I am currently migrating all my research software to Julia, and so far I am very pleased with the experience and the relative easiness in transporting code.

I have, however, reached a bottleneck cause I can’t seem to be able to find any tool to perform a simple non-constrained Delaunay triangulation in three dimensions. As I would really like not to write a ball-pivot algorithm function myself, I was wondering how is everyone doing this, as Delaunay is one of the most standard geometrical transformations used in 3-d modelling?

There is a package for 2D Delaunay:

and JuliaPolyhedra has serveral packages for convex hull:

Currently I use marching cubes for meshing 3D pointclouds.

Worst case, you can always `ccall`

Qhull or use PyCall.jl with `scipy.spatial.Voronoi`

(which then calls Qhull).

There is already a Julia package wrapping Qhull:

(It works via Python; might be nice to eventually have a direct wrapper.)

Qhull.jl only wraps the convex hull part of Qhull though.

There’s a 4-year-old issue with a suggested implementation: https://github.com/JuliaGeometry/VoronoiDelaunay.jl/issues/8

Tetgen should work reasonably well, but we still haven’t added nice julia API.

We started to add stuff like parsing the tetgen generated files:

But it’s still incomplete. Any help / revival of the issues would be appreciated

Please count me in, as this would be something I will need to implement anyways.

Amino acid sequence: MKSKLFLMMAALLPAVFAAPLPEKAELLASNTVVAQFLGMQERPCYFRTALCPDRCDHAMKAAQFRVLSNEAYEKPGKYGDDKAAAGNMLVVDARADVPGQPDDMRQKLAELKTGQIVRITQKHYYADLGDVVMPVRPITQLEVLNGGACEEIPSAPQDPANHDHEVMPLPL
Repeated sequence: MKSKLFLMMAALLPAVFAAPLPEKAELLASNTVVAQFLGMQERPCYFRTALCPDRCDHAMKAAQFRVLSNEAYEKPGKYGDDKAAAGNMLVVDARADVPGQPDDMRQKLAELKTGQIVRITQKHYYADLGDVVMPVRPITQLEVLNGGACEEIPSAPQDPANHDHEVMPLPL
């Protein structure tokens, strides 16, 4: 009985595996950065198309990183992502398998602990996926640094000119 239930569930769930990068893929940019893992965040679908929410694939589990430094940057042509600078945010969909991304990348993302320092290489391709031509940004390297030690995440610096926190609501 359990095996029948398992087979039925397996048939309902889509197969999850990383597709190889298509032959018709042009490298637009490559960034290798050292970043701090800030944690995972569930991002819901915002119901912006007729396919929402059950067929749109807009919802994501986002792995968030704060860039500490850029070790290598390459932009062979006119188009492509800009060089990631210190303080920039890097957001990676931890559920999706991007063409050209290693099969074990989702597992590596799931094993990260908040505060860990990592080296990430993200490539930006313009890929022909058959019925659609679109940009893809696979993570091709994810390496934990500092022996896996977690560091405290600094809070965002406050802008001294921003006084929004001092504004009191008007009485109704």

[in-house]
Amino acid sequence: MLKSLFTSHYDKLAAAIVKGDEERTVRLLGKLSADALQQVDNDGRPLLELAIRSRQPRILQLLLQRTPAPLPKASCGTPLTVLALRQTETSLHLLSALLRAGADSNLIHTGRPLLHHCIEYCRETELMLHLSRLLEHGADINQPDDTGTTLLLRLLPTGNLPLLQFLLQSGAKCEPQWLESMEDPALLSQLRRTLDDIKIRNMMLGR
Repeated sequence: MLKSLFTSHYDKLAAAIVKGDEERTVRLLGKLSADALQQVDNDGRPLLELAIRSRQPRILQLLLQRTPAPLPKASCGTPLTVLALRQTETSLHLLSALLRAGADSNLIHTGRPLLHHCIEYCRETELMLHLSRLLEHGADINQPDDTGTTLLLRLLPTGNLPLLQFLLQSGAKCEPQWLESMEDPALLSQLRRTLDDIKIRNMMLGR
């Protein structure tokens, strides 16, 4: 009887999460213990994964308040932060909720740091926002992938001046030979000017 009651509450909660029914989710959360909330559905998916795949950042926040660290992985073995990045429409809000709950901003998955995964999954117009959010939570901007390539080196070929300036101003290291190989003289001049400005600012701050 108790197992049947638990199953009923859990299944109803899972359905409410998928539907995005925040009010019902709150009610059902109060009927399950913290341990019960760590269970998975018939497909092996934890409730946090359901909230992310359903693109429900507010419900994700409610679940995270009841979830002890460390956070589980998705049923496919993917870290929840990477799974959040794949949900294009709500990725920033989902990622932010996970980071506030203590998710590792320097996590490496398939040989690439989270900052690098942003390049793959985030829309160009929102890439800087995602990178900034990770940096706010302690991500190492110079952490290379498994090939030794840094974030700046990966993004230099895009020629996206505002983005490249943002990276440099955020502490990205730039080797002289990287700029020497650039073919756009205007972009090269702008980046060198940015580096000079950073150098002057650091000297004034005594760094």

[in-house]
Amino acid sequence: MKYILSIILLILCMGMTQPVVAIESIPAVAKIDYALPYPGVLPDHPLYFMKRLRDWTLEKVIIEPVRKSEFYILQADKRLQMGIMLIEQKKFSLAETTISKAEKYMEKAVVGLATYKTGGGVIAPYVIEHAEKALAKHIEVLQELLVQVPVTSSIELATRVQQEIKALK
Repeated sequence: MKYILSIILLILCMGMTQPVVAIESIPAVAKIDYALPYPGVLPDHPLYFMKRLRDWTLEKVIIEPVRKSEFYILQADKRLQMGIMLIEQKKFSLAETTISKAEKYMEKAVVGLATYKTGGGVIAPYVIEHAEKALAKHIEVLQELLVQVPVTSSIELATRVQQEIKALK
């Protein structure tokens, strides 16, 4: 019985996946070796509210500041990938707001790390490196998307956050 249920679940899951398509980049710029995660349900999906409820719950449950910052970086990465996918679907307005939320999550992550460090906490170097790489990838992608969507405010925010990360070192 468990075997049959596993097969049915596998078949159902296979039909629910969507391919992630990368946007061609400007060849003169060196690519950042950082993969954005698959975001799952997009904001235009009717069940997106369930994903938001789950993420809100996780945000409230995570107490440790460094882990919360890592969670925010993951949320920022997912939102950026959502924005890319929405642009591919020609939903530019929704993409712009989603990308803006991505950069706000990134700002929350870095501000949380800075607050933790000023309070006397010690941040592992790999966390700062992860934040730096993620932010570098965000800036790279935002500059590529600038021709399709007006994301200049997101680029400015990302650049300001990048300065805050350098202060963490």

As far as I understand, Qhull only evaluates the convex hull. Couldn’t find any reference to the Delaunay and/or Voronoi tessellations.

This is slightly old, but I just wanted to mention one way to find Delaunay triangulations in arbitrary dimensions `N`

. As explained in Wikipedia, if you know how to compute a convex hull in N+1 dimensions (which is supported by e.g. Polyhedra.jl) you can easily get Delaunay triangulations of N-dimensional points `ps...`

by appending `|ps[i]|^2`

to each point `ps[i]`

, finding the convex hull, and then projecting back to `N`

dimensions by removing the last coordinate in the vertices of the resulting hull mesh.

EDIT: I’m not so sure you can use `Polyhedra.jl`

to `decompose`

a convex hull into its faces in more than 3 dimensions, but you can certainly do it in 3D

In our lab, we have implemented a simple Julia wrapper to Qhull in order to compute Delaunay triangulations in arbitrary dimensions.

We interface with Qhull via `ccall`

(instead of `PyCall`

), so you don’t need to install scipy in your system, just Qhull itself and a C compiler. Moreover, we are using the re-entrant version of Qhull. Thus, our wrapper should be thread-safe (even though we have not confirmed it).

Hope you find the project useful!

For future reference, I’ve made StarTIN.jl a work-in-progress wrapper around startin a robust Delaunay triangulator, itself written in Rust.